Often I’ll make my color notes on the same page spread when I’m working. This is a brush pen sketch and watercolor in an Arteza Watercolor sketchbook that’s about 9 x 11 inches. (You can read my review comments about this sketchbook by using the keyword in this blog’s search engine. Basically, not a fan, and have some of these to use up as they came in packs and pairs.)
It’s important to be as specific as possible for your notes. Brief yes, but intelligible.
Here I have to call myself out. I would swear just looking at this without the notes that I also had some perylene green in the darker/neutralized mixes. I’ll have to follow my swatches and see what happens.
But it’s funny too because people often ask me when I’m sketching blond or white hair, What’s that yellow pigment you’re using?
HAHAHAHAHA. It’s green gold which washes out to a very pale yellow. (Here in the hair, mustache, and beard.) If I didn’t have those notes and didn’t remember that at this time of my life I was using a lot of green gold I would wonder and wonder.
As it was I didn’t jot down the yellow I used as a first layer in the face so I do have to guess on that one—as you see I did on the day, having already distractedly picked a color and applied it and moved on.
Are these discrepancies enough to toss out my note taking habit?
Far too many things have been saved from the oblivion of my failed memory to do that. Sure I can take educated guesses and retest and come to the correct answer to fill those omissions, it’s what sometimes I must do when I have an omission. But if you multiply that by say 1,000,000 times you might casually forget something it’s a lot of repetition and I want to move on to other things.
Imperfect though it is I’ll keep note taking, it’s simply easier in the long run.
Another Reason to Keep Color Notes
I like to push myself to try new combinations of pigments—to get more realistic colors, or to move away from realistic colors. I like to find new combos. Sometimes I have a new pigment I’m testing with favorite colors just to see that that pigment does to my usual pattern of color mixing.
You never know, there might be a better way to get a color and value faster when I need it. It’s worth looking into.
Swatches I make when doing these tests help me delete pigments from my palette and focus on colors that I use repeatedly.
These color notes also help me work out new pairings and groups of colors that I want to plan entire paintings round.
Again, I think making color notes (with swatches as shown on the recto page of today’s image) are a positive aid. And because I index my journals I can do keyword searches such as “PB60,” or “Green gold” and come up with journal pages where I have these charts. I can review them quickly before starting a new painting with those colors, switching out some pigments and adding others.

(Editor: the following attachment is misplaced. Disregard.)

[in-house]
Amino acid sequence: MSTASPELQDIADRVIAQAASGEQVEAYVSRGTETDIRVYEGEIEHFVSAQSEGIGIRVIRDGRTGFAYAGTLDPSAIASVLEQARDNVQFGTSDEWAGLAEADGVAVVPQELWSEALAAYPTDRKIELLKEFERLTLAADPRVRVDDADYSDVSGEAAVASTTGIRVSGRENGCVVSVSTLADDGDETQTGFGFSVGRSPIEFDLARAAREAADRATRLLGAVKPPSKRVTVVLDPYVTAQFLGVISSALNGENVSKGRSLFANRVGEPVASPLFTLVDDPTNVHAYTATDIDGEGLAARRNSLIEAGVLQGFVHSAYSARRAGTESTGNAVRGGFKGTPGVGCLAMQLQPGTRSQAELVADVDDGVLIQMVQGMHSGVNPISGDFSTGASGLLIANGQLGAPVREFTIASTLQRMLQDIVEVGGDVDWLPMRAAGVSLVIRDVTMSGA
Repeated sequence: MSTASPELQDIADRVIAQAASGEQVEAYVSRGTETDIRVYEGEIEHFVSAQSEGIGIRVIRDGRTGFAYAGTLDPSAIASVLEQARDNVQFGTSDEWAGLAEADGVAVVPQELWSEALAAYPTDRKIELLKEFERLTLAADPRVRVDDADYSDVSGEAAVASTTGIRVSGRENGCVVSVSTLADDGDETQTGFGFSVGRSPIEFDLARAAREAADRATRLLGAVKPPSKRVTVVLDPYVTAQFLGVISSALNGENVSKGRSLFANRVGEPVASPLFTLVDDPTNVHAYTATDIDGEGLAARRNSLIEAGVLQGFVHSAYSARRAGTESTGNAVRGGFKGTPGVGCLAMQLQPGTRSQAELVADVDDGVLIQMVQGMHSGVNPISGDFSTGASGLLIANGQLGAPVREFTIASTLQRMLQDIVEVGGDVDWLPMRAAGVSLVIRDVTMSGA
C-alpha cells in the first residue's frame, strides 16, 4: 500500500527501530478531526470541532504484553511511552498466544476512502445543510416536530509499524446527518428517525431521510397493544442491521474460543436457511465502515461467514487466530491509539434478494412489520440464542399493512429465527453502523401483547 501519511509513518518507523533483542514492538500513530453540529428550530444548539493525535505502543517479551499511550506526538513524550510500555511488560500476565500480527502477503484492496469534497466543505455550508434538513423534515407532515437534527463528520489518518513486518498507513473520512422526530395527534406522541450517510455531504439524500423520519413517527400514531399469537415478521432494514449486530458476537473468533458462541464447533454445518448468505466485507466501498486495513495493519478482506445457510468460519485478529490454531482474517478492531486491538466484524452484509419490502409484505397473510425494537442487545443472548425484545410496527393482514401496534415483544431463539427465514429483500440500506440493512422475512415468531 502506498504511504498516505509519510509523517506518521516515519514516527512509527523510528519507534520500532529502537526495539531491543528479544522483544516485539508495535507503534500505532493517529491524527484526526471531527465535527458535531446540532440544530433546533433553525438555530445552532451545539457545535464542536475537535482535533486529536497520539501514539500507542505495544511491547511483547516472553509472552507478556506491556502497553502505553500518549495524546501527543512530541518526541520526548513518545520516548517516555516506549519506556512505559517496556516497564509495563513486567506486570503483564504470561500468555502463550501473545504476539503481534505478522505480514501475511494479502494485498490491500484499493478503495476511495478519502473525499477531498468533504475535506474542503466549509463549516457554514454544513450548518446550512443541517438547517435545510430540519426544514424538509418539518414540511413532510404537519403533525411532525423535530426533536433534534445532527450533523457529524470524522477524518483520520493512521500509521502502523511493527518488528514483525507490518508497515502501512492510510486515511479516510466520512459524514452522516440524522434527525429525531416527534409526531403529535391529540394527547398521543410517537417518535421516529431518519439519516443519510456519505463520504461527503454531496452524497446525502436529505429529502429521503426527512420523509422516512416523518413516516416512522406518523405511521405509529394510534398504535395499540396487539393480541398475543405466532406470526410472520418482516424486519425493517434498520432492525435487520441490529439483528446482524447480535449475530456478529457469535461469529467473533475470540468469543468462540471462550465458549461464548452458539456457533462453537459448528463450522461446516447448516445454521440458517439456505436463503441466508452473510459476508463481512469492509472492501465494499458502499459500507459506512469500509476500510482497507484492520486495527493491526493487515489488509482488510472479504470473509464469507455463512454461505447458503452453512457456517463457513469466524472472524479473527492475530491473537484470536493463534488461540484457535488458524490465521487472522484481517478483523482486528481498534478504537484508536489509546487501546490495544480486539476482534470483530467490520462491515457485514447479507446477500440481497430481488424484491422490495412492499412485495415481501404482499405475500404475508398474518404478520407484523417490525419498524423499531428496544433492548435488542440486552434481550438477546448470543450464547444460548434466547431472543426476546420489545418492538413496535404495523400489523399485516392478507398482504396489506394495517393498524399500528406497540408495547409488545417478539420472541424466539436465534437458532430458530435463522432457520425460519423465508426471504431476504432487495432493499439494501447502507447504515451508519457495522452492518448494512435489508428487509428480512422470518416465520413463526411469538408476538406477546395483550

Other times the swatches simply serve as a bit of forensic detail, when I try to reconstruct the palette I was using at the time—because I always have a couple watercolor box palettes going.
I also squeeze tube color out on porcelain plates when painting in the studio, and often work for days using “leftover” paint, making all the sketches during that period somehow relate to each other because of this. And when you have several colors all mixed up on your palette, that’s a nice time to remember what is in those mixes, and maybe even start a new palette.
Just for grins I remembered that my “leftover” palette got pretty intense during my 2013 International Fake Journal Month Journal. I don’t have access to the photos for that time (because of my digital storage problems which are on-going since February 2, 2021, yes I remember the date my orderly life fell totally apart) but I nabbed this screen shot, which is clear enough to see that yep, I had some warm and cool organization going on, and tried to keep the white away from everything (mixing with white only in certain separated areas of the larger wells); and that I am not at all shy about pigment contamination. But in my defense I find that putting fresh tube color on top of dried paint of the same color creates a “platform” of safety. And what’s a girl to do when she likes to have the pigments separate on her brush at the same time?
It all works out. You find a way. I recommend note taking to speed that way along.
Oh, and if you don’t remember I am not a fan of DaVinci Gouache and you can read about it in this post.